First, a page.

In the underlying case of West et. al v. Provident Group – Creekside Properties, LLC, et. al the Plaintiffs brought a lawsuit against Provident Village claiming that a Provident Village employee shoved Mr. Ronald West, causing injuries that ultimately lead to his death. In response to the Complaint, Provident Village filed a motion to dismiss and compel arbitration based upon an arbitration agreement that was executed by Mr. Ronald West’s conservator at the time he entered the facility. In response, Plaintiffs mainly argued that the Letter of Guardianship/Conservatorship obtained by Mr. Jobe West did not provide express authority for Mr. Jobe West to enter into an arbitration agreement on behalf of his father. The trial court found that Mr. Jobe West assented to the Arbitration Agreement as the legal guardian and conservator of Mr. Ronald West, and that Plaintiffs are required to submit their claims to arbitration. The trial court granted a certificate of immediate review, and Plaintiff applied for interlocutory appeal, which was granted by the Court of Appeals.
Before, this case could be briefed at the Court of Appeals, the Court of Appeals ruled in a similar case that court-appointed guardian does not have authority to sign an arbitration agreement on behalf of a ward. Specifically, the Court of Appeals held that Georgia adult guardianship statutes do not authorize a guardian to sign a pre-dispute arbitration agreement. CL SNF, LLC v. Fountain, 355 Ga. App. 176, 843 S.E. 2d 605 (2020). The Court of Appeals then applied its holding in Fountain to this case, ultimately reversing the trial court’s ruling that the Plaintiffs were required to submit their claims to arbitration.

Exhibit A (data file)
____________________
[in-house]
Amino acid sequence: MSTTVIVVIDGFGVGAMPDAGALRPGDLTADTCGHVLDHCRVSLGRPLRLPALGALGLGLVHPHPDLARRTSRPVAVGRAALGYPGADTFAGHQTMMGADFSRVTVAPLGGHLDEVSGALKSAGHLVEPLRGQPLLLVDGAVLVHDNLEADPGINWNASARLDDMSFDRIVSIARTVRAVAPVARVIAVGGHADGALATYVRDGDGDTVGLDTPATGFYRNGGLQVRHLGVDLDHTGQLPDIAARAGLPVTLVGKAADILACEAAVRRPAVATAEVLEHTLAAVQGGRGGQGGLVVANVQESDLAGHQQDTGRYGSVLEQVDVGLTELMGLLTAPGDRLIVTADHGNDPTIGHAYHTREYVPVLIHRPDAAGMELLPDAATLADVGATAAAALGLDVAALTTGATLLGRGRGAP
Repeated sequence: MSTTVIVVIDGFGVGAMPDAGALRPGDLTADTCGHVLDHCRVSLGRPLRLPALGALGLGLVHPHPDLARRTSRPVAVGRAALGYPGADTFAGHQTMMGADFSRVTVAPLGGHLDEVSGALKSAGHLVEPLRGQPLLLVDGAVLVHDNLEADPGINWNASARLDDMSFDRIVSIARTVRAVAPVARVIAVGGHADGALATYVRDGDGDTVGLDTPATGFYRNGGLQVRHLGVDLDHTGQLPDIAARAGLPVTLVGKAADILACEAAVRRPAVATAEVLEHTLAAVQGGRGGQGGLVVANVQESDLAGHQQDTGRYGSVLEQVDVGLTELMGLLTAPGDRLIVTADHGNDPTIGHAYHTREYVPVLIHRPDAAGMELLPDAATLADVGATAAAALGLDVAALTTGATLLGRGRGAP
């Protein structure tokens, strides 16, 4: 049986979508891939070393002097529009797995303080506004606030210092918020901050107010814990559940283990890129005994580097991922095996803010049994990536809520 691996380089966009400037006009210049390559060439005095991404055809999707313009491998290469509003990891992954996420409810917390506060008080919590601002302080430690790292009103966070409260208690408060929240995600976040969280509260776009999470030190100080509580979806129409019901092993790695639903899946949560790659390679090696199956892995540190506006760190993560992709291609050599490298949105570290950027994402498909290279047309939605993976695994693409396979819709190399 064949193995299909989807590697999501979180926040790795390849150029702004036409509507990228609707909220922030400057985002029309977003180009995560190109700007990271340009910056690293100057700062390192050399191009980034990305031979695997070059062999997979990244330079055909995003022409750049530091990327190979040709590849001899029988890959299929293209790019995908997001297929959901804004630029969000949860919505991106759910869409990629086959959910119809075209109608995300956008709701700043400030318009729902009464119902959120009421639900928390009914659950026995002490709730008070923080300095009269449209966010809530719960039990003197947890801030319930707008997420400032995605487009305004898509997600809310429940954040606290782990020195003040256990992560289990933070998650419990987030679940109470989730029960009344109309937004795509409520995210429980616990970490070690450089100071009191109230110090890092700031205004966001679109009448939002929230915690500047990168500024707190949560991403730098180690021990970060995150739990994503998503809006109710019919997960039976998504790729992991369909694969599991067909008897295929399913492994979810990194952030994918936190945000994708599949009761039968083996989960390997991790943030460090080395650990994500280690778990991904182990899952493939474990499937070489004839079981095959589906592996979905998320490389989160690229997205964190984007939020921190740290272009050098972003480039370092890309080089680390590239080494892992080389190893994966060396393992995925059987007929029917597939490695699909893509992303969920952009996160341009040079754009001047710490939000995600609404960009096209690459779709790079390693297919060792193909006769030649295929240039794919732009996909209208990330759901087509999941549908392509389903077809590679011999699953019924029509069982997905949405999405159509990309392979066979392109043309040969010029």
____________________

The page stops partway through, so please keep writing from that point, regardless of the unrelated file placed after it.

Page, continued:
Partner Robert Luskin, Associate Samantha Mullis, and former associate Bert Noble filed a Petition for Certiorari requesting the Georgia Supreme Court overturn the ruling in Fountain and find that the conservator has authority to sign arbitration agreements on behalf of their ward. Recently the Georgia Supreme Court did in fact overturn the ruling in Fountain, holding that a conservator has authority to sign arbitration agreements on behalf of their ward.
On November 1st, the Georgia Supreme Court granted Provident Village’s Petition for Certiorari and remanded the case back to the Georgia Court of Appeals for reconsideration in light of the Fountain ruling.
Way to Go Team!